The risks associated with escape attempts are high. But for many Hong Kongers who are facing long sentences for participating in the anti-extradition bill protests, they still choose to flee.

In February, a group of pro-democracy activists in the United States launched “New Operation Yellowbird” to rescue Hong Kong people facing arrest and sentencing.

Zheng Cunzhu, vice chairman of the United Headquarters of the China Democratic Party, told The Epoch Times that “New Operation Yellowbird” was launched to help the Hong Kong people who have been forced to flee.

“They have no place to go after they flee, so we help them come to the United States and seek protection here,” Zheng said.

So far, four Hong Kong residents who participated in the anti-extradition bill protests have been granted asylum in the United States through “New Operation Yellowbird,” and many more are awaiting interviews or court appearances.

One of them, Vann (pseudonym), a 21-year-old Hong Kong exile, was granted asylum in immigration court in mid-June. Vann still bears scars left by the Hong Kong police.

On June 17, the United Headquarters of the China Democratic Party received a letter of commendation from California Congresswoman Linda Sanchez (D-CA), recognizing New Operation Yellowbird’s efforts.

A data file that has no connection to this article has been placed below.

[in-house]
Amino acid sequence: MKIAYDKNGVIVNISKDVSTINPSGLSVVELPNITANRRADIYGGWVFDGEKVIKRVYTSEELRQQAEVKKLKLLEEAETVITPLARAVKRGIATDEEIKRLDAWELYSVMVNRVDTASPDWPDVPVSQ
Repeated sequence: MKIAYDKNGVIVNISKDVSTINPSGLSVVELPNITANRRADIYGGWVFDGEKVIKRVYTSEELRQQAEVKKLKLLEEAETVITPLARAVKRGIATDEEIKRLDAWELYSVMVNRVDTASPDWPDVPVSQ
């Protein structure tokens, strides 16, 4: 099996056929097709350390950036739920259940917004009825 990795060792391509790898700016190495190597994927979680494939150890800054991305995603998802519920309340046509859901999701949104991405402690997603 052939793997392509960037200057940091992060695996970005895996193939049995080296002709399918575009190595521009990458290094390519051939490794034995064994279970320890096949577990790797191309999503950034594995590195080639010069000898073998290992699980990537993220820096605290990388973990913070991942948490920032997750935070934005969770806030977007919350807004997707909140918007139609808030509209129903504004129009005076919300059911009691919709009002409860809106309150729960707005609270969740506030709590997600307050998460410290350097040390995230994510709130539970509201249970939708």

The name “New Operation Yellowbird” originates from “Operation Yellowbird,” a program that assisted Chinese people flee from China after the Tiananmen Square Massacre in 1989.

The name “Operation Yellowbird” comes from the poem “The Yellow Bird in the Wild Field,” by Cao Zhi, a prince of the state of  Wei in the Three Kingdoms period of China (from 220 to 280 AD), and an accomplished poet.

“While the snare is glad to catch the yellow bird,
The young man feels sorry for it.

“When he draws the sword and cut the snare,
The yellow bird is set free to cut the air. ”

At that time, Cao Zhi was unable to rescue his close friends, so he expressed his distress with this poem, which has been loved and spread widely in China ever since.

Kathleen Li contributed to this report.